Fox News may yet be held to account for promoting a right-wing conspiracy linking the death of Democratic National Committee (DNC) staffer Seth Rich to the release of stolen DNC emails on Wikileaks during the 2016 campaign.
A federal appeals court today (Sept. 13) reinstated a lawsuit filed by Rich’s parents, Joel and Mary Rich, claiming Fox News “exploited” their son’s murder to push the right-wing conspiracy theory.
The lawsuit seeks damages for “emotional distress” caused by Fox News’s promotion of the baseless right-wing smear attempt.
Rich, 27, was shot and killed in July 2016 while out for a walk near his home in Washington, D.C. An extensive police investigation determined that his murder resulted from a botched robbery.
But right-wing conspiracy mongers, egged on by Fox News talking head Sean Hannity and others, tried to link Rich’s death to the theft of emails from the DNC.
The emails were published by Wikleaks during the presidential campaign and widely cited by Donald Trump at campaign rallies.
Rich’s death was used to deflect intelligence agency findings that the DNC servers were hacked by Russian operatives and leaked to aid the Trump campaign.
On May 16, 2017, Fox News broadcast the report claiming a possible link between Rich and WikiLeaks’ publication of stolen DNC emails. The story remained posted on the Fox News Web site for six days while commentators, including Hannity, Steve Doocy, Newt Gingrich and others, vigorously promoted the idea on air.
After a firestorm of criticism, Fox removed the story from its site and retracted it. Hannity continued to promote it on his show, claiming he had sources with evidence. They never materialized.
“I am not Fox.com or FoxNews.com. I retracted nothing,” Hannity proclaimed on air.
In fact, no credible evidence has ever surfaced linking his death to the leaked DNC emails.
In August, Rod Wheeler, a former Washington D.C. police homicide detective and paid Fox News crime analyst, sued Fox News and Ed Butowsky of Chapwood Investment Management in Texas for fabricating quotes attributed to him in the May 16 Fox broadcast.
Significantly, Wheeler asserted they’d purposely “embellished” the story to undermine allegations that the Trump campaign had cooperated with Russia.
Butowsky, who had hired Wheeler privately to investigate the conspiracy, and Fox News “investigative reporter” Malia Zimmerman were also named as defendants in the Rich lawsuit.
The same month, David Folkenflik, a National Public Radio reporter, weighed in with a radio report titled “Behind Fox News’ Baseless Seth Rich Story: The Untold Tale.”
Based largely on Wheeler’s lawsuit, the story fingered Butowsky as a key figure in the fiasco, claiming he “worked in concert under the watchful eye of the White House to concoct” a “fake” and “defective” story.
On Aug. 16, Folkenflik followed up with a second story, “The Man Behind The Scenes In Fox News’ Discredited Seth Rich Story,” which zeroed in on Butowsky.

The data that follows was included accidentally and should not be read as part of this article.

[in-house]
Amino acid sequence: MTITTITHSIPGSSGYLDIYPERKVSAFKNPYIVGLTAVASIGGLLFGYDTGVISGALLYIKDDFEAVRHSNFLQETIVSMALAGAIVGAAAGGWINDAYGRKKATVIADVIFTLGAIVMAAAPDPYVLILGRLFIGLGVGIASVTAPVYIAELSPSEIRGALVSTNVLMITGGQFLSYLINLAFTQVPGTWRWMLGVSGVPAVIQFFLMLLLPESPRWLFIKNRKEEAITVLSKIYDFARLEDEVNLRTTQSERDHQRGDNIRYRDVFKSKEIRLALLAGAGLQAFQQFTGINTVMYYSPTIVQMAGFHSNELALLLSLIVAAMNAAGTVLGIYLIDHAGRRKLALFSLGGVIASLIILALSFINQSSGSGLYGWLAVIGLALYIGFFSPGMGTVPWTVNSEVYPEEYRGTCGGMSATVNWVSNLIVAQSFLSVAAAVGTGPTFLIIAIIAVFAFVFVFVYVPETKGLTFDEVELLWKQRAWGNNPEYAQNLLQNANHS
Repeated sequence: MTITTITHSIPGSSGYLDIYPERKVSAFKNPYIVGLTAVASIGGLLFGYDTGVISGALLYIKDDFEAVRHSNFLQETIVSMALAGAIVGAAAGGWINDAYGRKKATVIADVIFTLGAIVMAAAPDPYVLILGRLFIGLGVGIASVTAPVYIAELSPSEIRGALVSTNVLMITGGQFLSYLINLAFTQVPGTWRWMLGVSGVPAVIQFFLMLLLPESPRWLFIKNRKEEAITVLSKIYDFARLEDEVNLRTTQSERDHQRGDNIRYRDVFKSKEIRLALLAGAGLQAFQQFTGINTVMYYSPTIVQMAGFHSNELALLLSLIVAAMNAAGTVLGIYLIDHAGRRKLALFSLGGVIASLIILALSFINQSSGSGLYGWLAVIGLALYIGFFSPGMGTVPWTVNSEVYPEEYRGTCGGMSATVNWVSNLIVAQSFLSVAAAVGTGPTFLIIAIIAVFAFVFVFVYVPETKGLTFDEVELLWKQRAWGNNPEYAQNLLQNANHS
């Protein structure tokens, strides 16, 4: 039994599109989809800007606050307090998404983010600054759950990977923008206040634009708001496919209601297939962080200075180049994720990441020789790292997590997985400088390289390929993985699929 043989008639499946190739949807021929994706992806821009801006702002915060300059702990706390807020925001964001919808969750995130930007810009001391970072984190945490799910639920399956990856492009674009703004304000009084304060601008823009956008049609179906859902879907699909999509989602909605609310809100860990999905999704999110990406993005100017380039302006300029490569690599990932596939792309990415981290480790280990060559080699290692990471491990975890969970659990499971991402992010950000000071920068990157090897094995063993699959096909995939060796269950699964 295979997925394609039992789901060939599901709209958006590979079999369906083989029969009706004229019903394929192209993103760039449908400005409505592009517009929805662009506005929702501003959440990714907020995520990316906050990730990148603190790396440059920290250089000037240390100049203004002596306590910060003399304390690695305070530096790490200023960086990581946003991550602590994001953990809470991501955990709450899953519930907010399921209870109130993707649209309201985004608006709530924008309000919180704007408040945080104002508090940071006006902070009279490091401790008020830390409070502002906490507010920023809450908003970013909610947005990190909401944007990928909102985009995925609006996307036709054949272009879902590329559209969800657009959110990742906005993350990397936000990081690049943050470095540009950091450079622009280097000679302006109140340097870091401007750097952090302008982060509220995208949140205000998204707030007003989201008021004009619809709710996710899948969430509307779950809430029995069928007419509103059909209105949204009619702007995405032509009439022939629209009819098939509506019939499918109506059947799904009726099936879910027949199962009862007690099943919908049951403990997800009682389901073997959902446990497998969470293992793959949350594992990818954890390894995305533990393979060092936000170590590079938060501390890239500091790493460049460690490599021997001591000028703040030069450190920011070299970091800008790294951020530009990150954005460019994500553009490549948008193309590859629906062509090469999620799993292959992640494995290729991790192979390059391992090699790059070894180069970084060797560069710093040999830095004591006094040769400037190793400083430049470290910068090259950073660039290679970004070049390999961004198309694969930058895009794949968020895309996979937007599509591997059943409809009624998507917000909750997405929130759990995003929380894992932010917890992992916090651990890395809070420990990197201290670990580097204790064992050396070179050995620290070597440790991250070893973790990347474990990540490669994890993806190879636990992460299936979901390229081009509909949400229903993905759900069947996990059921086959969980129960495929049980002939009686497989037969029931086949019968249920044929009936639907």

“No parent should ever have to live through what we have been forced to endure,” Rich’s parents said in a statement when they filed the original lawsuit last year in U.S. Federal District Court.
“The pain and anguish that comes from seeing your murdered son’s life and legacy treated as a mere political football is beyond comprehension,” they said.
The lawsuit suffered a setback last year when U.S. District Judge George Daniels ruled the claims were not “sufficiently outrageous” and “fail to adequately allege essential elements of the causes of action asserted.”
“It is understandable that Plaintiffs might feel that their grief and personal loss were taken advantage of, and that the tragic death of their son was exploited for political purposes,” the judge stated.
“However, a general allegation that Defendants had an ‘agreement to collaborate against’ Plaintiffs cannot form the basis of an [intentional infliction of emotional distress] claim.”
Daniels also dismissed Wheeler’s lawsuit against Fox. No word on the fate of that case.
But the Rich’s appealed the ruling and a a panel of federal appeals court judges in New York ruled that Daniels erred in dismissing the suit.
“The Riches’ complaint plausibly alleges enough facts to state a claim for intentional infliction of emotional distress — for extreme and outrageous conduct by [Fox News],” the judges wrote in their ruling.
“We have no trouble concluding that — taking their allegations as true — the Rich’s plausibly alleged what amounted to a campaign of emotional torture.”
The court’s ruling clears the way for the Riches to began legal discovery, a process that will force Fox News to provide testimony and evidence regarding the claims.
The station stepped gingerly around the ruling in a statement that was deferential to the Rich’s.
“While we extend the Rich family our deepest condolences for their loss, we believe that discovery will demonstrate that FOX News did not engage in conduct that will support the Riches’ claims. We will be evaluating our next legal steps,” it said in the statement.
At some point, following discovery, Fox News will likely seek to have the suit dismissed once again, for lack of evidence. If the Rich’s clear that legal hurdle the case will be cleared to go to trial.
Whatever the outcome, the lawsuit should serve notice that the news media can not promote baseless conspiracy theories as “news” without evidence.
The practice had become widespread among right-wing news sites like Gateway Pundit and commentators like Alex Jones, who is also being sued from promoting baseless conspiracy theories.
Jones has already been banned from social media.
In April 2018, the BBC broadcast the documentary, “Conspiracy Files: Murder in Washington” examining the death of Rich and subsequent theories about the death.
This past July, a Yahoo News investigation revealed that Russian intelligence agents secretly planted the fake report claiming Rich was involved in a conspiracy involving Hilary Clinton and the DNC emails.